An Interview with Jordi Alonso and Phoebe Carter

“I dream of
wanting you
in languages we barely know of being as untranslatable
as we are” 

—The Dream of an Uncommon Language, The Lover’s Phrasebook

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If the poems in The Lovers’ Phrasebook are considered a meditation on physical and linguistic boundaries, the collection does not attempt to transcend them. Instead, it revels in the satisfying, but perhaps impossible, challenge of trying to overcome them. Each piece in the collection, titled after an “untranslatable” word, adds a poetic and visual meaning to each word’s many interpretations. From the beating of a love-struck heart to the silence that follows a lovers’ quarrel, The Lovers’ Phrasebook unifies human experience not through languages, but through motifs of love. Set onto a side of a three by five inch postcard, each piece in the collection invites active readership by making space for the reader to add and share their perspective. Full of ripe imagery and simple but striking similes, Jordi’s writing joins hands with Phoebe’s meticulous art style to produce The Lovers’ Phrasebook. I had the chance to speak with Jordi and Phoebe about the creative process behind the collection below.

How did you find words from so many languages, and what was the process like choosing among them? 

Jordi: Phoebe and I started collecting words sometime in the spring of 2014––her first, and my senior year at Kenyon. On my part, as I came across lists of words in books like Ella Frances Sanders’ Lost in Translation, I jotted down my favorites and their languages of origin and definitions. Eventually, we discovered, a website from Vanuatu that collects words in various languages that do not have a one-to-one translation into English. Once we had an embarrassment of lexical riches from which to choose, I came up with a tentative list of 26 words, one for each letter of the standard Latin alphabet, and that’s pretty much the list you’ll find on the table of contents when you pick up a copy of The Lovers’ Phrasebook after reading this interview.          

Phoebe: As Jordi said, I started compiling a list on my own as I came across them, which Jordi then started adding to as well. You’d be surprised how many people have dedicated blogs to the search of “untranslatable” words! Better Than English is one of my personal favorites (although I would add that English has its own share of unique and precise words...Lovers’ Phrasebook part 2, perhaps?).

Were the illustrations inspired by the text, or the other way around?

Jordi: Having jointly come up with our list of words, Phoebe and I worked somewhat independently across borders and time zones. For the most part, they were, created independently––two grapevines growing alongside one another, each forming the other’s supportive trellis.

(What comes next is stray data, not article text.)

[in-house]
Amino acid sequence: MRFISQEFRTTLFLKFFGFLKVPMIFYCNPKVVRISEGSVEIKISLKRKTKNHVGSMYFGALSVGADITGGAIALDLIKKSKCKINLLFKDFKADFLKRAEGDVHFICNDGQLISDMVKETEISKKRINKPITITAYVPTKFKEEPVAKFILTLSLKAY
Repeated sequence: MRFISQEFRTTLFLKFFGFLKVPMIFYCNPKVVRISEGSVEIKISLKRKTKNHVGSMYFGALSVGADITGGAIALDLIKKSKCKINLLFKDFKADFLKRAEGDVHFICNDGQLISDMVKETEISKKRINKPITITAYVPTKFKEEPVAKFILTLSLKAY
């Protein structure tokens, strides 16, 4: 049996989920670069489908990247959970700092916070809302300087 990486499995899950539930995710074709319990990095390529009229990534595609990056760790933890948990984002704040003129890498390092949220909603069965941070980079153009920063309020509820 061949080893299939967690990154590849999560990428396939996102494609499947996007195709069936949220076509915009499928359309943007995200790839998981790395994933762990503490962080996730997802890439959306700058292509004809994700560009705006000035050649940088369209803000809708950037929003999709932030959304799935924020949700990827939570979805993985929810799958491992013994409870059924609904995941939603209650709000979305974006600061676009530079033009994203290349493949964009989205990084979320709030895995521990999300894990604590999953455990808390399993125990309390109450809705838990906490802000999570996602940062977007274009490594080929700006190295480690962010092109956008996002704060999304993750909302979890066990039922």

Phoebe: I did all of the illustrations with the manuscript in front of me. Jordi’s poetry contains such striking imagery and I wanted to capture that on the page.

Some of the poems in the collection are really short, almost aphoristic, allowing the illustrations to take center stage. What factors did you and Phoebe consider when deciding the length of a piece? 

Jordi: The physical format of the chapbook, which is to say the postcard size, was the main constraint for me. Each poem fits on one side of one three inch by five inch postcard, leaving the other side free for our lovely readers to write on themselves, adding one more person to this collaborative artistic endeavor, and hopefully reaching a fourth person––whether that last one is a lover, a friend, or whether they exist in some liminal state between the two, is all the same to me!

Jordi Alonso and Phoebe Carter

Jordi Alonso and Phoebe Carter

Phoebe: As I was drawing, I can’t say I was particularly cognizant of the fact that the poems and the illustrations would have to actually fit together on the page, so I have to give a shout-out to our amazing editors over at Red Flag for dealing with that. They did such beautiful work in putting the book together so that the words and illustrations complement one another on the page, rather than obscuring each other.

I noticed that nature is a motif in the collection, with repeating images of flowers, birds, and water bodies. Was this a conscious decision, and if so, why?

Jordi: I wish I could say it had been! When I wrote the poems over a roughly two-week period in February of 2015, I found myself in the darkness and cold of winter both physically and psychically. It may well be that when I retreated to one of the few sources of warmth and light I knew were unwavering and perennial, Phoebe’s company and her art among them, I was drawn to nature both for comfort and a lexical field.

Lastly, which word was your personal favourite to work on?

Jordi: It’s hard to pick just one; I’ll have to go with “Jeong”, which is a Korean noun meaning “a feeling stronger than romantic love, linking two people” and which, to me, summarizes the ethos of the poems in this project:

for Mara Vulgamore

Let everyone long for love––
I have no need
of sweet-flowered hibiscuses,
bursting for a day:

Junipers bloom even in winter.

Phoebe: Gumusservi (Turkish for “moonlight reflecting on water”) was fun and surprisingly challenging. The word lends itself so easily to illustration, I thought at first it would be an easy one, but I probably did more versions of this drawing than for any other word. The one that made it into the book I drew early one morning when I was supposed to be studying for finals last December, just a week or two before the final version of the book was sent to the press. It took a while to get right, but now it’s one of my favorites!

The Lovers' Phrasebook is available for purchase from Red Flag Poetry

Interview conducted by Avleen K. Mokha. Edited for clarity & length by Kat Neis.


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